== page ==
It should be the One Thing that makes everything else either easier or even unnecessary. You can apply that to each area of your life – personal, professional, spiritual, etc., go around the dial. Most people already know the answer in each area, and they already feel guilty for not doing it. The reason they don’t do it is because they don’t like the answer or they don’t trust it, but they usually know it.

What usually gets in people’s way when getting to their One Thing?

There are six “lies” or “gotchas” that trip people up in terms of finding their One Thing. The four biggest ones are:

  1. Everything matters equally. That’s a lie.
  2. Multi-tasking. Research overwhelmingly shows it costs you valuable time – as much as 28% of the average workday. Multi-tasking, by the way, is what screws up people’s New Year’s resolutions. They take on too much at once.
  3. You have to be disciplined to be successful. Actually, you only need “selective discipline.” That means you need to train yourself to have good habits. Your whole life does not need to be disciplined.
  4. Willpower is on will call. There’s a misconception that people can grit their teeth through anything, “where there’s a will there’s a way.” But willpower actually is energy that is finite. You need to train and cultivate it by doing certain things, like eating right, for instance.

How do you stick to your priority if you have responsibilities that take time away from it? How do you do it without frustrating people who depend on you?

We run into this all the time, especially with working moms. I don’t think there’s anybody who’s forced to juggle as much as working moms. We tell people to partition the first half of your day – four hours – and spend that time focusing on your One Thing. But if four hours is just too much because of your obligations, try to set aside one hour. You might have to wake up an hour earlier just to get that hour, but you’d be surprised by how much you can accomplish in that time.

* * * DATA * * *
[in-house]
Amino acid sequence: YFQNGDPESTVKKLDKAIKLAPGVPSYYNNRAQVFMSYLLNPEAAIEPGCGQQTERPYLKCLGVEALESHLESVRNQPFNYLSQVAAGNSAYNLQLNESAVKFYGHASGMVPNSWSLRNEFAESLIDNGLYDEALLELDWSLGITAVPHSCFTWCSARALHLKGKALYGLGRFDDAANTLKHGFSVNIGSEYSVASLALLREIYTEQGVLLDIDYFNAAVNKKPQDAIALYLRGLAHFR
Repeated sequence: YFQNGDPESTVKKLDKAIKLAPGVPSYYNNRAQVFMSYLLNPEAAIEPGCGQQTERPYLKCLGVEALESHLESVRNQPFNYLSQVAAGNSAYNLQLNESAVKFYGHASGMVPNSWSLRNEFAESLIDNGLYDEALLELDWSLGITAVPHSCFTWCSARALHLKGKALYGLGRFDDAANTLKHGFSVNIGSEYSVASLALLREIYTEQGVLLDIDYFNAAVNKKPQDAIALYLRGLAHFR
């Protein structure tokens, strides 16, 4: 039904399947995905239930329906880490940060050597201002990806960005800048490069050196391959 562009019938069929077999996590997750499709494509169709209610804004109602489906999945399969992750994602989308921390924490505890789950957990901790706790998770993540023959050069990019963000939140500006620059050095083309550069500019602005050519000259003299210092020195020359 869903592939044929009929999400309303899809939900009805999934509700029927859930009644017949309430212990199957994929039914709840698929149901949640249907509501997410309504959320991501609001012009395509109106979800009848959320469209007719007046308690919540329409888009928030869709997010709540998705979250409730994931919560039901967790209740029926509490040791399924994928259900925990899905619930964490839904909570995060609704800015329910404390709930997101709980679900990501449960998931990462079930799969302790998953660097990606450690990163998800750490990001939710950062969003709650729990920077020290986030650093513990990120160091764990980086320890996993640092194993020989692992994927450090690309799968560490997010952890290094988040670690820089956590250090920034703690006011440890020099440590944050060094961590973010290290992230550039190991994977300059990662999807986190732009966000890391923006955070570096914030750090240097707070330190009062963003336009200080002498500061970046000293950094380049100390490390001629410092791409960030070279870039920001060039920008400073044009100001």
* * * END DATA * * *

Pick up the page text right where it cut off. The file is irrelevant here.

Why should someone buy this book over other self-improvement books?

We tried to bring more research to this book than other business and self-help books, which seem to be more opinion-based. Our book is pragmatic, and the results are achievable.

OneThing3dLeft

To find out more about the book, visit the website >> here. <<





Brandon Steiner
Brandon Steiner

Author

Brandon Steiner is the founder and chairman of Steiner Sports Marketing and Memorabilia, the largest company of its kind in America. Considered a sports marketing guru, Brandon is a permanent fixture in the media as a regular on ESPN NY Radio 98.7 FM and as host of "The Hook-Up with Brandon Steiner" on YES Network. He has appeared frequently on CNBC, CNN, MSNBC, ESPN, and in newspapers including the New York Times and the Wall Street Journal. The author of The Business Playbook: Leadership Lessons from the World of Sports and You Gotta Have Balls: How a Kid from Brooklyn Started From Scratch, Bought Yankee Stadium, and Created a Sports Empire, Brandon lives in Scarsdale, New York, with his wife, Mara and children Crosby and Nicole.